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Count Helmuth James von Moltke’s Memo to Hans Wilbrandt and Alexander Rüstow on Conditions in Germany and the Warsaw Ghetto Uprising (July 9, 1943)

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Foreign Workers.

The foreign workers in Germany represent the most serious problem of internal security. In most factories the percentage of foreign workers is already greater than that of the German personnel. This foreign labour is a hostile element, dissatisfied to a degree, and almost without exception communist by conviction and, it appears, guided by communist organizations. (German labour, on the other hand, seems hardly to show any communist tendencies.) The OKW realizes that in the case of a revolution the foreign workers will also have arms at their disposal, and that an armed [up]rising of this numerically powerful element might have serious, even decisive consequences.

The General Situation.

The Gestapo and SS are complete masters of the situation. Despite all symptoms of strong opposition there is nothing to indicate that in the near future internal difficulties might arise which would precipitate or give a chance for an [up]rising. The Wehrmacht is passing more and more into the service of the Party, which has shown great skill and psychological insight in winning over for its purposes the most influential generals by bestowing upon them huge estates and manors as tokens of "the nation's" admiration and gratitude for their military exploits. This procedure is designed to involve the Wehrmacht irretrievably in the Party's responsibilities, and make any change of front on the former's part impossible. The majority of the marshals, generals, and high officers thus honoured see things only as they want them to be for the sake of conserving their new wealth and influence. This makes them blind to certain self-evident facts; contrary to Allied suppositions, the major part of the officer corps of the OKW and the Wehrmacht generally, who are in a position to listen in on Allied broadcasts in safety, do not avail themselves of this possibility. They have acquired – and this applies to lower ranks also – a fullness of wealth, affluence, and personal power unheard of in the history of military castes, and opportunities for action of every kind such as professional soldiers dream of all their lives. This accounts for the fact that the Wehrmacht, with insignificant exceptions, backs up the Party and supports its strategy and policies. The number of clear-thinking men in the OKW and in the armed forces is small. This section is positive in its opinion that a total and unmitigated military defeat is necessary to destroy once and for all German Militarism and the myth of Germany's invincibility in the field, and to make Germany as a nation fit for a lasting peace.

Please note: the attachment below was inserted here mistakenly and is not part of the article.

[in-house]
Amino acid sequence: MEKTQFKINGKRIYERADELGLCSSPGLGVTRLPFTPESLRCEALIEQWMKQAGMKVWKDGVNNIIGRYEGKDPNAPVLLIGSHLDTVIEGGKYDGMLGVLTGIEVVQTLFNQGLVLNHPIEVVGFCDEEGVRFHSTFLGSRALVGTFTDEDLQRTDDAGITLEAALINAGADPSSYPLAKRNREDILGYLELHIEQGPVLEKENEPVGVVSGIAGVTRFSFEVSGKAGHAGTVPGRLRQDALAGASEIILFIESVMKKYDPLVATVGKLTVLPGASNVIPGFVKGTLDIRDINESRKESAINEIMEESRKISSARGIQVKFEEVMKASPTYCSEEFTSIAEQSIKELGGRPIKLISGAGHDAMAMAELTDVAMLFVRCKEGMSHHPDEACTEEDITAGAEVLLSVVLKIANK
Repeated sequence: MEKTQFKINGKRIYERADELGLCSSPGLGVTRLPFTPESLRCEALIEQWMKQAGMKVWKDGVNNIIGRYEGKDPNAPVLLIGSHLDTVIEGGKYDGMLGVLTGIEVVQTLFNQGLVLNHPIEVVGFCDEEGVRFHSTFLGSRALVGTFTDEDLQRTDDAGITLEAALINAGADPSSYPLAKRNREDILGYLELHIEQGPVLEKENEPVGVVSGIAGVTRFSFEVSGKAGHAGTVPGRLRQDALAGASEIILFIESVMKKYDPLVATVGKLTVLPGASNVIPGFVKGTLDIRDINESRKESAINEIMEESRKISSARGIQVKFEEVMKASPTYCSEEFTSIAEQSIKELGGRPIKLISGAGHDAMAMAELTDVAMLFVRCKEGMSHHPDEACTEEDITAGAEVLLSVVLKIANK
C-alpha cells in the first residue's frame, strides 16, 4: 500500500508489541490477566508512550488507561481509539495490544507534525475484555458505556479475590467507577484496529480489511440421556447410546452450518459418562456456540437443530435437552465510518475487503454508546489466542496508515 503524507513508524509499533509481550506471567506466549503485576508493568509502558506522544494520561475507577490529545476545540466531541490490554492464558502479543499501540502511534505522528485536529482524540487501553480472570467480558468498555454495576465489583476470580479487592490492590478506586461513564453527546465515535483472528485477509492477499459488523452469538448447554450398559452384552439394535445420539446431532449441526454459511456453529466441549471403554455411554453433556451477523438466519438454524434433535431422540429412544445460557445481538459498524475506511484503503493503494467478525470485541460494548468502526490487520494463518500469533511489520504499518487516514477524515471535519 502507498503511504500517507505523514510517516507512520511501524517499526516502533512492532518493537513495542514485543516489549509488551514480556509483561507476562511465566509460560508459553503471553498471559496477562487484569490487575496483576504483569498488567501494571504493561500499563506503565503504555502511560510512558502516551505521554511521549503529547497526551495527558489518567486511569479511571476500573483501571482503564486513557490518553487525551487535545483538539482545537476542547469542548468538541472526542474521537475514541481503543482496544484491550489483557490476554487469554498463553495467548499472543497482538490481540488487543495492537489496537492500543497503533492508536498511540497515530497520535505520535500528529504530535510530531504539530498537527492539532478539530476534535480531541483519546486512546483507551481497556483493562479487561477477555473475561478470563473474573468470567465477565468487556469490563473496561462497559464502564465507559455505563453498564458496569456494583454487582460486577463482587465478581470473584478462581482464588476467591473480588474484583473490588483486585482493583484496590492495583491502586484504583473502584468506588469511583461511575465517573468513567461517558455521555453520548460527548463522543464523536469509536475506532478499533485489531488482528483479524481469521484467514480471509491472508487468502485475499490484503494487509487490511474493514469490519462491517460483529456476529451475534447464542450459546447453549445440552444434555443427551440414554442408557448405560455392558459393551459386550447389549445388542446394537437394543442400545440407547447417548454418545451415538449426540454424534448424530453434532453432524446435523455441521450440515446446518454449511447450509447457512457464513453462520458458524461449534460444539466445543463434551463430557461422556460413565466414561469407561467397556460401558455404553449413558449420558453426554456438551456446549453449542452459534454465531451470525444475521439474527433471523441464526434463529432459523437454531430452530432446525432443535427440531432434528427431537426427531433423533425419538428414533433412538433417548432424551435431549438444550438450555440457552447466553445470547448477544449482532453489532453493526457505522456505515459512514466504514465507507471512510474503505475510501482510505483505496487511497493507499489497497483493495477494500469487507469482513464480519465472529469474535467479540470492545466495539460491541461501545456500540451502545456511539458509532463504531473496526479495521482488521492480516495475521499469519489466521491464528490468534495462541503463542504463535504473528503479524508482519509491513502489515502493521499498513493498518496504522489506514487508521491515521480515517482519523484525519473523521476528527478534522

Allied Broadcasts.

It must be pointed out that only reports of bare and unadorned facts have any effect upon German listeners, [with] every exaggeration or "talking down" jeopardizing the success of the entire propaganda effort. Even commentaries to the bare news bulletins should be abstained from, because in this way it is left to the people themselves to form their own judgment – a thing that has been consistently denied them by their own propaganda.

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